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Saturday, 9 March 2019





Each year the gospel for the First Sunday of Lent is the account of Jesus' 40 days and 40 nights of prayer and fasting in the wilderness. It is Matthew, Mark and Luke who record this event, each with a slightly different telling. Mark simple recounts the event without any details of the temptations.

At once the Spirit drove him out into the desert, and he remained in the desert for forty days, tempted by Satan. He was among wild beasts, and the angels ministered to him. Mk 1:12

Here we note that it is the Spirit who is orchestrating this event. It is a contest of influence between Satan and the Spirit. Who's council will Jesus follow. We think back to the book of Job, where a similar contest between Satan and God is allowed to happen to Job, to test his fidelity to God. Satan is allowed to test Job with a series of crisis inflicted on him. Job remains faithful to God.

St. Ignatius, in his "Rules for the Discernment" offers further insight into this dynamic of the testing of one's fidelity to God.

First, Satan tries to prevent this faith from ever coming alive in a person. Failing this, Satan creates confusion sounding like the voice of the Good Spirit.

The Fourth Rule: It is proper to the evil Angel, who forms himself under the appearance of an angel of light, to enter with the devout soul and go out with himself: that is to say, to bring good and holy thoughts, conformable to such just soul, and then little by little he aims at coming out drawing the soul to his covert deceits and perverse intentions.

How then does one know how to make the correct decisions in order to remain faithful to God? A starting point is following the rules, the directives handed down by sound and tested teaching. This was what guide Israel - the law of Moses - the 613 commandments recorded in Talmud - the negative commandments numbering 365, (thou shalt not) and the positive commandments numbering 248, (thou shalt).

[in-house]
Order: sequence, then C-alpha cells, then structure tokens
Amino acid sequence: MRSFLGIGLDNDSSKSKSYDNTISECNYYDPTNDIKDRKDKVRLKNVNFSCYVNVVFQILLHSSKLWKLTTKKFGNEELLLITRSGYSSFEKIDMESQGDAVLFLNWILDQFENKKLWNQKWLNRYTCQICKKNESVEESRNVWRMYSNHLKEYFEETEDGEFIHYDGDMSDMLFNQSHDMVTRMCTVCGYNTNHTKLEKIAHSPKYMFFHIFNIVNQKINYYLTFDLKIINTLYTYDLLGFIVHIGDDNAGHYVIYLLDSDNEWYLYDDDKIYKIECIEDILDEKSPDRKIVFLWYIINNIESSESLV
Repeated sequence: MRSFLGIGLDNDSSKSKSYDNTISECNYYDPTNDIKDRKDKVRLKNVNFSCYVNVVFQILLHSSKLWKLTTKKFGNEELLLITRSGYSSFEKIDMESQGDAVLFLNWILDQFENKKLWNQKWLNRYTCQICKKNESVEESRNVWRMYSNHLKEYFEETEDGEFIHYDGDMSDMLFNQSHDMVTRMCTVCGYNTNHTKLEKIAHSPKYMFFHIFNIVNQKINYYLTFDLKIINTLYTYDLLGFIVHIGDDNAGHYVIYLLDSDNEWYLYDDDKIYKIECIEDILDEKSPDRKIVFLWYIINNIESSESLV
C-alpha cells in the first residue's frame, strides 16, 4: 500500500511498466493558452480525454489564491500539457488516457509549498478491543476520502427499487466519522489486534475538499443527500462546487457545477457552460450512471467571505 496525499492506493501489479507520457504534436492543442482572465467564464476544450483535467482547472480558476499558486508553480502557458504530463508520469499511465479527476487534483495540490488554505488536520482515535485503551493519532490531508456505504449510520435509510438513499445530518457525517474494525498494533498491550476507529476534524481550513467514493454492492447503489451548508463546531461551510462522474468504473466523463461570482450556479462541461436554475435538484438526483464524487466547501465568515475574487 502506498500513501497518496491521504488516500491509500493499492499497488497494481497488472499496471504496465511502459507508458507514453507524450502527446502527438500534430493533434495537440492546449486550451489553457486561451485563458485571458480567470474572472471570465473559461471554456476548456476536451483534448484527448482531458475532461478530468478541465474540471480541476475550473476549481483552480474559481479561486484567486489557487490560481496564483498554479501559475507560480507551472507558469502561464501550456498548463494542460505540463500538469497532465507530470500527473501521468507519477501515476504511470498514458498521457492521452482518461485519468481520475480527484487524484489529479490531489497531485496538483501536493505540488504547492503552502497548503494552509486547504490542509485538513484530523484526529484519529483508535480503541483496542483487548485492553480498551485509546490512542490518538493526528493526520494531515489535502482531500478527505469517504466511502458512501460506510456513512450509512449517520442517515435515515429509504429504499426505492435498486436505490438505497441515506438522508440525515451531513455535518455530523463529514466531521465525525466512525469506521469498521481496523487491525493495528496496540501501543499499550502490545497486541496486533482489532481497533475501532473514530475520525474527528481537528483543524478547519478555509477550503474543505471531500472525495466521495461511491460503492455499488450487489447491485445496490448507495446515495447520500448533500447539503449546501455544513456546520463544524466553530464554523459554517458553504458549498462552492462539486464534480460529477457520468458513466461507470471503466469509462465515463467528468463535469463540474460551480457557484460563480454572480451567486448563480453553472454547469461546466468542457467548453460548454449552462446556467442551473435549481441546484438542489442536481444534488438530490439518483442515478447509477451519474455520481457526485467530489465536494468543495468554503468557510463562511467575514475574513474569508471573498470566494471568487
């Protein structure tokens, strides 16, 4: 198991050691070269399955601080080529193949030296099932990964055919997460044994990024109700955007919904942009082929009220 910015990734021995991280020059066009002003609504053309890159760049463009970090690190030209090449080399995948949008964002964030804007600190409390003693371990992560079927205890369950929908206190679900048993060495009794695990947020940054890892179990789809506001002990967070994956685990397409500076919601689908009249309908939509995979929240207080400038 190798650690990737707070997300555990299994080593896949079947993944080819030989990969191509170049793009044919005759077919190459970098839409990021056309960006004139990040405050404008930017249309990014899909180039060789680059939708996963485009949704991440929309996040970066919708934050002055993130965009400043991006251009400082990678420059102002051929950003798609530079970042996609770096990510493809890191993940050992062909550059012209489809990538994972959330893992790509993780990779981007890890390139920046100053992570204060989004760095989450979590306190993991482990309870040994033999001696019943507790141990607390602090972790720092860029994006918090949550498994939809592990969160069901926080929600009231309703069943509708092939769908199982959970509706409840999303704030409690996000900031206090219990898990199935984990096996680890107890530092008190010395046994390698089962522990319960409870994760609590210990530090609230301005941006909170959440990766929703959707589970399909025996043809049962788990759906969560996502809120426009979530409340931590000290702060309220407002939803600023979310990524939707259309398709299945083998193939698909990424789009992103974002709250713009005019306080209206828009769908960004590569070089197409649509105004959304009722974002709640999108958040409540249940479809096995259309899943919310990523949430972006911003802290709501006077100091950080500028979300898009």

But in the gospels, Jesus demonstrates that fidelity to the law is only the beginning. In Luke 10:25 we have the account of an expert in the law, trying to test Jesus.

And behold, a lawyer stood up to put him to the test, saying, “Teacher, what shall I do to inherit eternal life?” He said to him, “What is written in the Law? How do you read it?” And he answered, “You shall love the Lord your God with all your heart and with all your soul and with all your strength and with all your mind, and your neighbor as yourself.” And he said to him, “You have answered correctly; do this, and you will live.” But he, desiring to justify himself, said to Jesus, “And who is my neighbor?”

Jesus responded with the story of the Good Samaritan, how a the Samaritan man helped the man who was injured by thieves, while a temple priest and a Levite, going up to the Temple for service, passed him by, because the rules of the law prevented them from coming in contact with blood and then serving in the temple.

 When the rich man asked Jesus what he must do to inherit eternal life, Jesus responded by directing him to the commandments. But when the man said the commandments he already follows, Jesus responded;

“One thing you still lack. Sell all that you have and distribute to the poor, and you will have treasure in heaven; and come, follow me.” But when he heard these things, he became very sad, for he was extremely rich. Jesus, seeing that he had become sad, said, “How difficult it is for those who have wealth to enter the kingdom of God! For it is easier for a camel to go through the eye of a needle than for a rich person to enter the kingdom of God.” Those who heard it said, “Then who can be saved?” But he said, “What is impossible with man is possible with God.” Luke 18:18

We do not save ourselves, God's Mercy saves us. What we must do is "... come and follow me." We must have a firm, committed and personal relationship with Jesus - a real and dynamic spiritual life.

 This spiritual relationship implies listening, learning to hear, to recognize the Voice of the Spirit guiding us through each day - helping us to discern, out of the many voices coming at us, which is the voice of the Spirit. These days of Lent are meant to be an "intensive care", for our mind and heart.  "Speak Lord, your servant is listening."



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Monday, 25 February 2019

Seventh Sunday - 2019



Luke 6:27-38
Jesus sets before us some very challenging statements in this gospel passage; “Love your enemies . . . do not judge . . . forgive and you will be forgiven!” This seems to go against our deep-rooted sense of fairness, of justice. Why must we forgive those who harm us, should they not be held accountable for their wrongdoing? Is not justice the very foundation of our society? When you look up at the archways to our courts of justice, you see symbol of the scales, balanced evenly, one side measured against the other. If you do the crime you must do the time.